Hear what these students’ experience of the MPhil Cancer Science Programme is like so far.

 

 

MPhil (Cancer Science)

Jun 7th, 2018

Want to be part of the next generation of cancer scientists mobilising the cancer-research agenda in Africa?

With the introduction of the MPhil (Cancer Science) degree under the auspices of the African Cancer Institute (ACI) within the Department of Global Health, Stellenbosch University (SU) became the first academic institution in Africa to offer a structured cancer-science programme of this nature.

Cancer ranks as one of the primary causes of death in over 60% of countries worldwide, according to estimates from the World Health Organization (WHO) in 2019. Within the next two decades, the burden of cancer incidence is expected to almost double to 28.4 million cases in 2040. These statistics point to a major epidemic that requires a coordinated response – one that effectively targets research gaps, and which also succeeds in establishing sustainable cancer research programmes.

While our understanding of cancer has increased significantly over the past few decades, cancer knowledge is still underrepresented in academic curriculums on the continent, says Prof Vikash Sewram, Director of the ACI.

The ACI was launched in 2013 to consolidate the university’s cancer and cancer-related research activities, with the goal of developing a critical mass of scientists, clinicians, postgraduate students, and fellows that will assist in mobilising the cancer-research agenda in Africa. The MPhil (Cancer Science) programme, launched in January 2017, was the next necessary step.

 

Profs Vikash Sewram (Director: ACI), Jimmy Volmink (Dean: FMHS) and Usuf Chikte (Head: Department of Global Health Sciences) with the first MPhil Cancer Science cohort in 2017. Lauren Philips (MPhil Programme Coordinator) is at the back.

The interdisciplinary programme, which offers postgraduate training to all cadres of health personnel, is being offered on a full-time basis over a minimum period of 18 months. Fourteen students are currently enrolled – ten from South Africa and four from other African countries and they represent a diversity of background educational experiences ranging from, clinicians with oncology expertise to registered nurses to those with a background in the basic sciences.

During the first academic year, the students are expected to attain the required insights into cancer biology and tumour physiology. Topics covered also include planning cancer research studies, selecting the correct research methods, understanding the role of infection in cancer risk in Africa, the importance of nutrition in cancer survivorship, the principles of cancer chemotherapy and the role of the environment on public health.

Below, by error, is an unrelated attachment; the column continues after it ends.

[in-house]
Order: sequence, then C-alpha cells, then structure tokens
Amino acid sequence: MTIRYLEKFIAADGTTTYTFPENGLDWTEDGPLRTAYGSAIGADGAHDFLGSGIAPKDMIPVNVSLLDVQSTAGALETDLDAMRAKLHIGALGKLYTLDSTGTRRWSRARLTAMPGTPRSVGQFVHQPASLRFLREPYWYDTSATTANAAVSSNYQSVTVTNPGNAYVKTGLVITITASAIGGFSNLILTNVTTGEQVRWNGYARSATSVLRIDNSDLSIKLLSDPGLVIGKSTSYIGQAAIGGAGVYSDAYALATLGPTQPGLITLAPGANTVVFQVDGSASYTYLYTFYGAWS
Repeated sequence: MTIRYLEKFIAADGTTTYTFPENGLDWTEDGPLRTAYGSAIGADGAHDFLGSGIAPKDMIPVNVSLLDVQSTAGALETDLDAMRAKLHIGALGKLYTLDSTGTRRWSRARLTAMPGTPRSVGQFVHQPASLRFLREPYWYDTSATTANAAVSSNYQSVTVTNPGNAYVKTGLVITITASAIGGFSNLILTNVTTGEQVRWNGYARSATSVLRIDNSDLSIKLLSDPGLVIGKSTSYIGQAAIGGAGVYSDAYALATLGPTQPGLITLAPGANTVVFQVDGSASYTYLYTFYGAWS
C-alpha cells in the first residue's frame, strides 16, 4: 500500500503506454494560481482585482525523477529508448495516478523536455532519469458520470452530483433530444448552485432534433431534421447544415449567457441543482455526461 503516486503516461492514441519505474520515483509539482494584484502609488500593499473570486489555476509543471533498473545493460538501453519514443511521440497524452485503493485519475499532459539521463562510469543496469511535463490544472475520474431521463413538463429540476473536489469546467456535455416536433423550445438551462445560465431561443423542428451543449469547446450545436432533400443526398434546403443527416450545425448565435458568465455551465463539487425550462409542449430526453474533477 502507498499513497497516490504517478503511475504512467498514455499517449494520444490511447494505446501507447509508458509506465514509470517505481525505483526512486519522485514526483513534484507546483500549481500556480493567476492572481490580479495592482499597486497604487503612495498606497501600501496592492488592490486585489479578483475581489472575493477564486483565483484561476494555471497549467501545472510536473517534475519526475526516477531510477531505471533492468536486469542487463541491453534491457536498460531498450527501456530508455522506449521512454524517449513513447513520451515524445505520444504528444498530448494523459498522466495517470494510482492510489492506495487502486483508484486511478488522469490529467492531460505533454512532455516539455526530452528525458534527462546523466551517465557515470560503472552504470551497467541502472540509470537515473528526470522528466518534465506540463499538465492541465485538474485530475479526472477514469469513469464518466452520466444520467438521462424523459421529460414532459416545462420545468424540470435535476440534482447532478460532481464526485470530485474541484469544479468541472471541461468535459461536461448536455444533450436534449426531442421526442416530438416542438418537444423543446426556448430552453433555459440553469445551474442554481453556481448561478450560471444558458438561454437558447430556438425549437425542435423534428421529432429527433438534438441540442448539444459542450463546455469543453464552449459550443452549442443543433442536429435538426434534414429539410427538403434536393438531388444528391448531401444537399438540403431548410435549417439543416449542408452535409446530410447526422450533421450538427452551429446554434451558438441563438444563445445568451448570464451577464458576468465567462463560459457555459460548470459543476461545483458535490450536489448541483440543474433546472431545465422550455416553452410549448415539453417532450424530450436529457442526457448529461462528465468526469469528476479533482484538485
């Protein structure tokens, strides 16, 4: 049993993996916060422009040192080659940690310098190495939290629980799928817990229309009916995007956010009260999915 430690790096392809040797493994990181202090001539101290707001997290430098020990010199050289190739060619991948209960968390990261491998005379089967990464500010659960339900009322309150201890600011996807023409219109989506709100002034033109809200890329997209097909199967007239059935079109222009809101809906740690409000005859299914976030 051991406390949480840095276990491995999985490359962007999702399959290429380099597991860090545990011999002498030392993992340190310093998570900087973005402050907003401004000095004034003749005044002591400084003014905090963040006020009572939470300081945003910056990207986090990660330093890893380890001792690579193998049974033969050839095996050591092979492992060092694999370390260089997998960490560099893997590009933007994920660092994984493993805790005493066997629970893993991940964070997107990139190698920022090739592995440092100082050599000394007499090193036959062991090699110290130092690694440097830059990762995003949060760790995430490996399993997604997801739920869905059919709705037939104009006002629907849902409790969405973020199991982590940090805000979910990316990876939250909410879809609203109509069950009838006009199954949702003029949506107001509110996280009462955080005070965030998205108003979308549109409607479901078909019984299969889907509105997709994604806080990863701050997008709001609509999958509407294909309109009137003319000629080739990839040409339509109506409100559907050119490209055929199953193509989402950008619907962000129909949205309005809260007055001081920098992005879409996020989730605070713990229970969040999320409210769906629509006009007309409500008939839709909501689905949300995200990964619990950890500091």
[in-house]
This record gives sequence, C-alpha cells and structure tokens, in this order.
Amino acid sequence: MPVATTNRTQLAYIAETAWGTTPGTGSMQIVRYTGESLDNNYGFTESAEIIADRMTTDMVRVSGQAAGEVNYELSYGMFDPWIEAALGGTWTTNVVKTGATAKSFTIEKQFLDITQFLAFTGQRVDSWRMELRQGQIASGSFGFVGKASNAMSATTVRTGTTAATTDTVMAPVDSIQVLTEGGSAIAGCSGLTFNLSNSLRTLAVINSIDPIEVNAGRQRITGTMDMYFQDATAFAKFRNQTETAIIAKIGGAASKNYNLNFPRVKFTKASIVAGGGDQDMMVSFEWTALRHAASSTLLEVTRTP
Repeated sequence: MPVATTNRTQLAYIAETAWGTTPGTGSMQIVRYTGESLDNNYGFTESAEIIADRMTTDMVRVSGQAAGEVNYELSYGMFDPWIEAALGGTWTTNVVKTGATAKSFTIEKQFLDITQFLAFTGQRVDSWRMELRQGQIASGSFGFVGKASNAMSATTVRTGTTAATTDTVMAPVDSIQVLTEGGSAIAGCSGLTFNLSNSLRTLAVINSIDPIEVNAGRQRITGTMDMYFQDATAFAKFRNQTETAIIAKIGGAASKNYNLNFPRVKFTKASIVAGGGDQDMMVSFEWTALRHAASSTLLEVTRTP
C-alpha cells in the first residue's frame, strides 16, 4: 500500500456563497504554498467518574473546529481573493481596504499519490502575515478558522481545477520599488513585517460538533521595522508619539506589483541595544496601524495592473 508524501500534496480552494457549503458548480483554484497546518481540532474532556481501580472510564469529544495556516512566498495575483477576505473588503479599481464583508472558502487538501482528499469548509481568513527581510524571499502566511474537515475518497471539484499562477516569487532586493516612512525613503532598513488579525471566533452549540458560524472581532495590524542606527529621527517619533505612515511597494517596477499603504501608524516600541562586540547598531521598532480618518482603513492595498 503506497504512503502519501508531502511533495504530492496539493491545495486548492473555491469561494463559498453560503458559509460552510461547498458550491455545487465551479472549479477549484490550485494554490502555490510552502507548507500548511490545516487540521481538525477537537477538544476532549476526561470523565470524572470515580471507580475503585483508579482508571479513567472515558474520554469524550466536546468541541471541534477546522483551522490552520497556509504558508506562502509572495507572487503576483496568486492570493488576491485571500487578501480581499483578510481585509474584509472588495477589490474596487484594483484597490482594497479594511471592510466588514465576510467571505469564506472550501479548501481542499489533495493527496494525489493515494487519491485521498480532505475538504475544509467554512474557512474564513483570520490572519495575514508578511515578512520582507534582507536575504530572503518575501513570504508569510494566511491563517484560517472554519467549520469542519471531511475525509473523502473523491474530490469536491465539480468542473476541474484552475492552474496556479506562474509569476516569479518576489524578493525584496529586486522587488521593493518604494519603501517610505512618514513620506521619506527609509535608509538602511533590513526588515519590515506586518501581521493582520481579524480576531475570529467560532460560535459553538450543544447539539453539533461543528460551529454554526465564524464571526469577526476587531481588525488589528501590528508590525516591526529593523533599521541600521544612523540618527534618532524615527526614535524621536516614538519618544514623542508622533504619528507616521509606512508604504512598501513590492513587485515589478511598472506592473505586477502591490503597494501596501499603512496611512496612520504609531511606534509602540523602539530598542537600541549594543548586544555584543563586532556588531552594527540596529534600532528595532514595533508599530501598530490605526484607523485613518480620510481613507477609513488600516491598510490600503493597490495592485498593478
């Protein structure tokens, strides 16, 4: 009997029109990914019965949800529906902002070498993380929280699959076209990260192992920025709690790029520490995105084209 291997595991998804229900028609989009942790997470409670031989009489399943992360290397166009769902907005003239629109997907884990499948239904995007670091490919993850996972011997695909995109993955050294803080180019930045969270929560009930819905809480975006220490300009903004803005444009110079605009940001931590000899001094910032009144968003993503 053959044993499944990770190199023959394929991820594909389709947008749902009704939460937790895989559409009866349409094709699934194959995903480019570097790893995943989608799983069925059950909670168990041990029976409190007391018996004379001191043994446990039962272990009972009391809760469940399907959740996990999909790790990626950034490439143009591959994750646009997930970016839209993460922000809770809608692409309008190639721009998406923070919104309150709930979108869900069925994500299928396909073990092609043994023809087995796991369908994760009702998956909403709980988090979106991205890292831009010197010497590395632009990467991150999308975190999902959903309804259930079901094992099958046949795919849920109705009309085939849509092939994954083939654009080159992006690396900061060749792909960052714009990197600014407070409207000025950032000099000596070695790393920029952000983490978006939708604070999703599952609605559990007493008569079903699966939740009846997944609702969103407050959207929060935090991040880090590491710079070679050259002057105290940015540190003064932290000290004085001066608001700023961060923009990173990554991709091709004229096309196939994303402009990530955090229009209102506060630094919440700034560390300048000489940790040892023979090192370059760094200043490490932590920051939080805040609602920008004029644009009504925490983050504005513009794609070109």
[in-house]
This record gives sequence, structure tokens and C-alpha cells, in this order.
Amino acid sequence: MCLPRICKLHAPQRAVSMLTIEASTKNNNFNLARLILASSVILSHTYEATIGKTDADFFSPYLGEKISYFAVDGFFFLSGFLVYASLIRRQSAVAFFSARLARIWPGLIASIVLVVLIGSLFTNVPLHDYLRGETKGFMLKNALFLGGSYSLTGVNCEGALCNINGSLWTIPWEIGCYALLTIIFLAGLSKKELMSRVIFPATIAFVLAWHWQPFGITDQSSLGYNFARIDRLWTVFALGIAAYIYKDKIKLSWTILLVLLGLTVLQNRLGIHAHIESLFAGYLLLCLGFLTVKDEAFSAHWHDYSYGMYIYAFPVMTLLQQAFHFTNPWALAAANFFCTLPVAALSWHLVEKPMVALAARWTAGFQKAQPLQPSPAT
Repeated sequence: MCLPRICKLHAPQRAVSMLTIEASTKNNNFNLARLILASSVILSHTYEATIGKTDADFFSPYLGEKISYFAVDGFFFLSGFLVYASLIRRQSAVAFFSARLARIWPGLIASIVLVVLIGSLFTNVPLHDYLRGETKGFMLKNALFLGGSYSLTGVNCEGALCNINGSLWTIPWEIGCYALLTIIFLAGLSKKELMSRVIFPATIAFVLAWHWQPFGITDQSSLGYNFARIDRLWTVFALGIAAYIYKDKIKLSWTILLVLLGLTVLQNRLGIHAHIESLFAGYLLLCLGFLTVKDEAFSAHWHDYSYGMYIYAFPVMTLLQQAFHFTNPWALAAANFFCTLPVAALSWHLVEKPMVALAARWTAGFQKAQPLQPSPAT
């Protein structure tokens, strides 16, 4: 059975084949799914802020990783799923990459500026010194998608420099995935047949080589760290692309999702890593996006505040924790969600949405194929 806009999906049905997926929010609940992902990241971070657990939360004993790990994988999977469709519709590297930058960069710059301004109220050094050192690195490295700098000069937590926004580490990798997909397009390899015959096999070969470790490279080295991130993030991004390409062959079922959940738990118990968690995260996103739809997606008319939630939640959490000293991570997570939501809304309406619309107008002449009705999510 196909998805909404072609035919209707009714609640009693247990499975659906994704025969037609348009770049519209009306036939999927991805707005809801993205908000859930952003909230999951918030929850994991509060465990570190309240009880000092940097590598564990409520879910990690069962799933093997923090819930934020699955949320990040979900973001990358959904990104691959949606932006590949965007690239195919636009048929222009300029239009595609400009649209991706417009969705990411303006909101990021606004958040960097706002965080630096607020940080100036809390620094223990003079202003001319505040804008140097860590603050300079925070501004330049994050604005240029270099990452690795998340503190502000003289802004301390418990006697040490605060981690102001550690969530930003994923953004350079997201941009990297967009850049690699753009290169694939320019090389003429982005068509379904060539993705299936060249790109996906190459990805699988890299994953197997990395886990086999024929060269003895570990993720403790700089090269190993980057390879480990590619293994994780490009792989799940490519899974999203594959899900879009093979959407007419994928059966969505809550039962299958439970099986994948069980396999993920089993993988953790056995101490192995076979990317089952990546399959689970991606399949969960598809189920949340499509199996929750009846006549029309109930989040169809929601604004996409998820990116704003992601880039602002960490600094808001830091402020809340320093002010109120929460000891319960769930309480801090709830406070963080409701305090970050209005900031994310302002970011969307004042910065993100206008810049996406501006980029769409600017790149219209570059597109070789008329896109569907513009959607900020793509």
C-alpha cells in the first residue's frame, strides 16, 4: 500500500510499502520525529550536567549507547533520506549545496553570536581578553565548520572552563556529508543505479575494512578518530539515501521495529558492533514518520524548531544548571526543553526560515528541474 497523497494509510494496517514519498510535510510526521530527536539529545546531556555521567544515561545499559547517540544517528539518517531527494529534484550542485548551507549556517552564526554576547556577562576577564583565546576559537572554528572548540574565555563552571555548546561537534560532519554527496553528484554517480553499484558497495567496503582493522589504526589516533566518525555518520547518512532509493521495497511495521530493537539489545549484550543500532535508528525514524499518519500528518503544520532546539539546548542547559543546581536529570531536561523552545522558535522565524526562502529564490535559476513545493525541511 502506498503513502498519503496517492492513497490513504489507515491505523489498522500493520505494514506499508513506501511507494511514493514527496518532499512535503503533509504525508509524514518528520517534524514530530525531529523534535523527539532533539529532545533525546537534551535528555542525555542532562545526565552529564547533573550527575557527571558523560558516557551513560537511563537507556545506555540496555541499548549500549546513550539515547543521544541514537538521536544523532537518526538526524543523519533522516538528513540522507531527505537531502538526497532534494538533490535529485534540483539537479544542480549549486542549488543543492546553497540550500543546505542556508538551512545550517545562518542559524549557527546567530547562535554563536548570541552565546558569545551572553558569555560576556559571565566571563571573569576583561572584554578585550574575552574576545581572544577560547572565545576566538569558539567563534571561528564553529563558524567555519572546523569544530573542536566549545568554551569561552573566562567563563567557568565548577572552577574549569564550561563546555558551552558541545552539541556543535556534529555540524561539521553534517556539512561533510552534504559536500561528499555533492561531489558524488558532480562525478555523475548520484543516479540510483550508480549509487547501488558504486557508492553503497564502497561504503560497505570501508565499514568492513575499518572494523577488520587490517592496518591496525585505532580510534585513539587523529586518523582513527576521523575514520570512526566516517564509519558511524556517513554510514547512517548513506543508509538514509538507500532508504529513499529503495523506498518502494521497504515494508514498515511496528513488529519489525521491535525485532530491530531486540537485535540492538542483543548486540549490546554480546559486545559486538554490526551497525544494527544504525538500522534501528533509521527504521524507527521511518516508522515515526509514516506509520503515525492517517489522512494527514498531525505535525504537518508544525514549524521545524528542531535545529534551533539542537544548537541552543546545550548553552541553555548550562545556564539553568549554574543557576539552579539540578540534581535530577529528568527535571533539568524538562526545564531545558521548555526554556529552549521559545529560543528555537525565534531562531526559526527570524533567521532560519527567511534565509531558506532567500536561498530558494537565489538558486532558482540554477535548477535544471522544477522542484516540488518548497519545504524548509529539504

Students are also exposed to biostatistics for analysis of cancer data and expected to plan their research projects in the second semester of the first year. International students are encouraged to identify a research topic of relevance to their home country.

 

Cancer and Public Health Symposium

May 7th, 2018

The African Cancer Institute (ACI) at the Faculty of Medicine and Health Sciences (FMHS), Stellenbosch University (SU), has formed a partnership with the Cancer Association of South Africa (CANSA) to focus on cancer research regarding public health, primary care, nursing, and rehabilitation sciences to build capacity for basic and advanced cancer care.  The partnership was launched on Thursday 30th June 2016 at a cancer research symposium at the FMHS with key experts addressing various aspects linked to vaccination against cervical cancer, rehabilitation of breast cancer survivors, smoking and cancer, nutrition in cancer management, funding opportunities for research and current research activities related to cancer.

Photo: The panel of speakers at the Cancer Research mini-symposium were (from left to right): Prof Vikash Sewram from the African Cancer Institute, Dr Delva Shamley from the University of Cape Town, Dr Melissa Wallace from CANSA, Prof Nico Gey van Pittius from the FMHS, Mrs Megan Pentz-Kluyts a Nutrition and Dietetics Consultant, Dr Nonhlanha Dlamini from the National Department of Health, Prof Glenda Grey from the South African Medical Research Council, Dr Yusuf Saloojee from the National Council Against Smoking, and Prof Usuf Chikte from the FMHS.

Cancer Institute, Chinese Academy of Medical Sciences

Apr 7th, 2018

Prof J Volmink, Dean of the Faculty of Medicine and Health Sciences, signing the Memorandum of Understanding with Dr Zheng Zhongwei, the Vice President of the Chinese Academy of Medical Sciences and Peking Union Medical College.